“Look at Your Bird, Lazlo”: The Alienist, ‘Hildebrandt’s Starling’

This season of The Alienist is now halfway over, but are those investigating the case any closer to solving it? While Dr. Lazlo Kreizler, John Moore, Sara Howard, and Lucius and Marcus Isaacson now know a lot about the man who has been murdering young male prostitutes, they still don’t know his identity.

This week’s episode has a ton of new developments, however. It opens with a handwriting analyst poring over the letter that the killer sent to Mrs. Santorelli. He notes that the writing reflects someone trained in “The Palmer method,” which leads Sara to speculate that he is likely between 24 and 35 years old. A fingerprint found on the stamp matches one found on the watch worn by the Santorelli boy, so they also know the killer is the one who sent the letter, as if there was any doubt.

Sara’s instincts and insights are remarkably astute, especially since she doesn’t have years of training in psychology and is not actually an official police officer. She proposes that the killer has been a victim of abuse himself, probably at the hands of a woman. Kreizler’s reaction to this is violent; he yells at her, throws a piece of chalk at the board, and insists that if a woman did have an effect on the killer’s life, he wouldn’t be a killer at all. This is straight out of Caleb Carr’s original novel.

After such an intensely dramatic scene, the one that follows is surprisingly light-hearted. Sara leaves and Moore chases after her. He interprets her earlier assessment of his life as “the gilded upbringing of a handsome but indolent member of the leisure class” as damning him with faint praise. He says she sounds like his grandmother and then half-jokingly proposes to her, as that is likely what his grandmother would want for him: to be a married father.

But Sara doesn’t have time for marriage; she is busy typing letters to various mental institutions inquiring if they know of any former patients who fit the profile of the elusive serial killer. While in the novel there were a great many ideas that Lazlo’s team brought to him, in the series many of the team members just act on their own, without consulting their “leader” beforehand. It makes for a faster-paced and more suspenseful dynamic.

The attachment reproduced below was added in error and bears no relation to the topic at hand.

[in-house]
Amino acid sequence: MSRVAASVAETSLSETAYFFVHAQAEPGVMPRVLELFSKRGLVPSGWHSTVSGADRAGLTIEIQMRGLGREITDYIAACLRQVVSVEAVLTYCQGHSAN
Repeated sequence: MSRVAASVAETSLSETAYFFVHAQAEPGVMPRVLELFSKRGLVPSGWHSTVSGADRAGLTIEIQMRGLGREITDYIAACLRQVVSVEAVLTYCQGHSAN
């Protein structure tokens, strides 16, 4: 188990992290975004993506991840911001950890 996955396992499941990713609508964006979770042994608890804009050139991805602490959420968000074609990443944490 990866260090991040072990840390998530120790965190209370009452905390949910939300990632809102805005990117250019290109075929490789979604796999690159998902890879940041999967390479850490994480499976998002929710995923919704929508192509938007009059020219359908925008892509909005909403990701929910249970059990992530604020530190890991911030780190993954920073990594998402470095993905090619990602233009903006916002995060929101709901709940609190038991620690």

Kreizler seeks the advice of his former Professor, a man named Cavanaugh (the great David Warner). It’s likely that Kreizler knew that Cavanaugh would make him feel better about himself. He does, praising his intelligence and dedication, eventually suggesting that it’s “not what you learn, but how you learn it.”

Later, Moore—now chain-smoking because he’s given up drinking—accompanies Kreizler to visit Jesse Pomeroy, the so-called “Boston Boy Fiend.” Perhaps Pomeroy represents “Hildebrandt’s Starling” to Kreizler, a subject he must look at more closely to understand. The real-life Pomeroy, described as “the Jack the Ripper of the high school set,” was sent to prison at age 14 for viciously torturing and murdering young boys, and despite many pleas to the parole board, died in prison in 1932 at the age of 72.

On The Alienist, Kreizler has already made Pomeroy’s acquaintance. “I never considered you mad for killing those children,” Kreizler assures the inmate, who is handcuffed and shackled by the waist and neck. Kreizler asks why he mutilated his victims and Pomeroy responds with a tearful story about how his face was so ugly his own mother wouldn’t kiss him. Kreizler goes to comfort him and then Pomeroy cackles with glee at having fooled the man with a completely fabricated story. Then he lunges towards Kreizler, brandishing a formerly concealed weapon, and screaming “You’ll never know!” until a guard intervenes and Kreizler and Moore are escorted from the cell. On the way back, Moore has a flashback nightmare of his brother’s drowning death, which shows that his indolent life has also been filled with trauma. Kreizler admits to his friend that “I don’t know as much as I think I do,” although the person to whom he should be confessing is Sara.